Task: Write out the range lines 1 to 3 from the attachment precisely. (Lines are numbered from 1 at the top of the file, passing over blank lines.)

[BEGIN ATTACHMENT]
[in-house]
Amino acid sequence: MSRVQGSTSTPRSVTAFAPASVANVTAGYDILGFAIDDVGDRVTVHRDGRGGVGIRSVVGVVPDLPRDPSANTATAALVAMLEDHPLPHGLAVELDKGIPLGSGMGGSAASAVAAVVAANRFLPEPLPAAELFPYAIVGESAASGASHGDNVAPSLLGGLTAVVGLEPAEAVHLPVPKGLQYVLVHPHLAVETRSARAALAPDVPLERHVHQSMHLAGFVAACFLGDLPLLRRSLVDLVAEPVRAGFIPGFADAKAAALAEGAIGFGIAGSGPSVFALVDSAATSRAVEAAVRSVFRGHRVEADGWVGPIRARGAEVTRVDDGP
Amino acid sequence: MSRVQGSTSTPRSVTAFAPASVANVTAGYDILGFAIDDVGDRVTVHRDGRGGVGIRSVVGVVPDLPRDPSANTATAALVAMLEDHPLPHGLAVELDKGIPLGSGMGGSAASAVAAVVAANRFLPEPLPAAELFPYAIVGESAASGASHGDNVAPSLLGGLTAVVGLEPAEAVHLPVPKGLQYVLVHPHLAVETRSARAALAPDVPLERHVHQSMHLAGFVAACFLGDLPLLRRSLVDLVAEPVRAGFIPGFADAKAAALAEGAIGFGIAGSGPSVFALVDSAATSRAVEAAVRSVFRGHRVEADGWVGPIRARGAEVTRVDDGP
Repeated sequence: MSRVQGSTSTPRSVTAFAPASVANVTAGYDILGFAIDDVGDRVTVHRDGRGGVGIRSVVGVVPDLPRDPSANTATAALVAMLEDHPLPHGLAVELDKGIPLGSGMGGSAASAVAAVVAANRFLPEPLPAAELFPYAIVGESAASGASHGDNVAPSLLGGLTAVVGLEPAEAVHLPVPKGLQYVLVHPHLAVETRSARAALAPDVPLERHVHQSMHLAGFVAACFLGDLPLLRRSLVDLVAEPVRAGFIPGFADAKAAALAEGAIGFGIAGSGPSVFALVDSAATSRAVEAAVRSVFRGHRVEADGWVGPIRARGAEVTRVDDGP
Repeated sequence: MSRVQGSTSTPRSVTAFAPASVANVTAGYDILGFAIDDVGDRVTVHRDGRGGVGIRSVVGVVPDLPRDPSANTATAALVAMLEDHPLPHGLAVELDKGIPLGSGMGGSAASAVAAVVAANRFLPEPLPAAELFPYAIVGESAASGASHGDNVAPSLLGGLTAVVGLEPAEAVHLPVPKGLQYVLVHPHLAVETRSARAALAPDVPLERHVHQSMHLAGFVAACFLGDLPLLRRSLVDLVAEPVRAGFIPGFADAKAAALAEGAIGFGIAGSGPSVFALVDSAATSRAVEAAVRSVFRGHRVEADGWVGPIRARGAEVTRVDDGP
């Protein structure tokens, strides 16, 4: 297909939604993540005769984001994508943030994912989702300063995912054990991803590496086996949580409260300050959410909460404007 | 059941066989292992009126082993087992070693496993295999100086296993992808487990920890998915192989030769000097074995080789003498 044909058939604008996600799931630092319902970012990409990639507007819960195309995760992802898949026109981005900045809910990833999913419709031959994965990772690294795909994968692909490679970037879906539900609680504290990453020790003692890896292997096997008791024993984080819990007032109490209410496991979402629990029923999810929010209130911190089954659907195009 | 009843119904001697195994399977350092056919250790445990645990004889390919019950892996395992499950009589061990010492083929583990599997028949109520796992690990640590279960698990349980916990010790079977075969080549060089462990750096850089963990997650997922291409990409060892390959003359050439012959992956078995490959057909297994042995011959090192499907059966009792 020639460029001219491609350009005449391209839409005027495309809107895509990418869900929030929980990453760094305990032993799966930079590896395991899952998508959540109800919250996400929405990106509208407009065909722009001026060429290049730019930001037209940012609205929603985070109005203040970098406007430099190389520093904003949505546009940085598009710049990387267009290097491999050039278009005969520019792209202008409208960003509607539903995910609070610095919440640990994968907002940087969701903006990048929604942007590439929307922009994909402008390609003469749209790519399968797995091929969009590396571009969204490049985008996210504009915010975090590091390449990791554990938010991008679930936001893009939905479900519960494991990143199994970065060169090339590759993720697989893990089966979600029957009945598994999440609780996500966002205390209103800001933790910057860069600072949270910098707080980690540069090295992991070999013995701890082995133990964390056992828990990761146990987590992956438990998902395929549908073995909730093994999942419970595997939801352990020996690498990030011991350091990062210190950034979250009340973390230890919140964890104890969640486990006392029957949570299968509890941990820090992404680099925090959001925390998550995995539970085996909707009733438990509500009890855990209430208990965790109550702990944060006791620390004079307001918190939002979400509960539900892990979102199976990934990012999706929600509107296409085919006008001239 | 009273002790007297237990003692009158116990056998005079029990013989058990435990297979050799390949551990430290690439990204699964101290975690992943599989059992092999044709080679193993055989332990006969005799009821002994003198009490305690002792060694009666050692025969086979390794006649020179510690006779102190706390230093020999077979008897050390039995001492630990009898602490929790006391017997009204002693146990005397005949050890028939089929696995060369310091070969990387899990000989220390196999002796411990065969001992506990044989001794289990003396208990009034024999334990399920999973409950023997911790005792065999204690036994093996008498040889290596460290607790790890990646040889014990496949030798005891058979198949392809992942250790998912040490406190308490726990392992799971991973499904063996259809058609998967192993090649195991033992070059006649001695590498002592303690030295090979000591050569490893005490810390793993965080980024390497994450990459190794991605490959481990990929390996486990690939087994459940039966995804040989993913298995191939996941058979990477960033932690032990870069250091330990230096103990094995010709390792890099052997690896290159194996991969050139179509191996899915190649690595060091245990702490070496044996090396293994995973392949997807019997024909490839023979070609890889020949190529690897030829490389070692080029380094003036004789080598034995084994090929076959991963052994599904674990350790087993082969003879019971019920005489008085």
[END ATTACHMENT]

[in-house]
Amino acid sequence: MSRVQGSTSTPRSVTAFAPASVANVTAGYDILGFAIDDVGDRVTVHRDGRGGVGIRSVVGVVPDLPRDPSANTATAALVAMLEDHPLPHGLAVELDKGIPLGSGMGGSAASAVAAVVAANRFLPEPLPAAELFPYAIVGESAASGASHGDNVAPSLLGGLTAVVGLEPAEAVHLPVPKGLQYVLVHPHLAVETRSARAALAPDVPLERHVHQSMHLAGFVAACFLGDLPLLRRSLVDLVAEPVRAGFIPGFADAKAAALAEGAIGFGIAGSGPSVFALVDSAATSRAVEAAVRSVFRGHRVEADGWVGPIRARGAEVTRVDDGP
Amino acid sequence: MSRVQGSTSTPRSVTAFAPASVANVTAGYDILGFAIDDVGDRVTVHRDGRGGVGIRSVVGVVPDLPRDPSANTATAALVAMLEDHPLPHGLAVELDKGIPLGSGMGGSAASAVAAVVAANRFLPEPLPAAELFPYAIVGESAASGASHGDNVAPSLLGGLTAVVGLEPAEAVHLPVPKGLQYVLVHPHLAVETRSARAALAPDVPLERHVHQSMHLAGFVAACFLGDLPLLRRSLVDLVAEPVRAGFIPGFADAKAAALAEGAIGFGIAGSGPSVFALVDSAATSRAVEAAVRSVFRGHRVEADGWVGPIRARGAEVTRVDDGP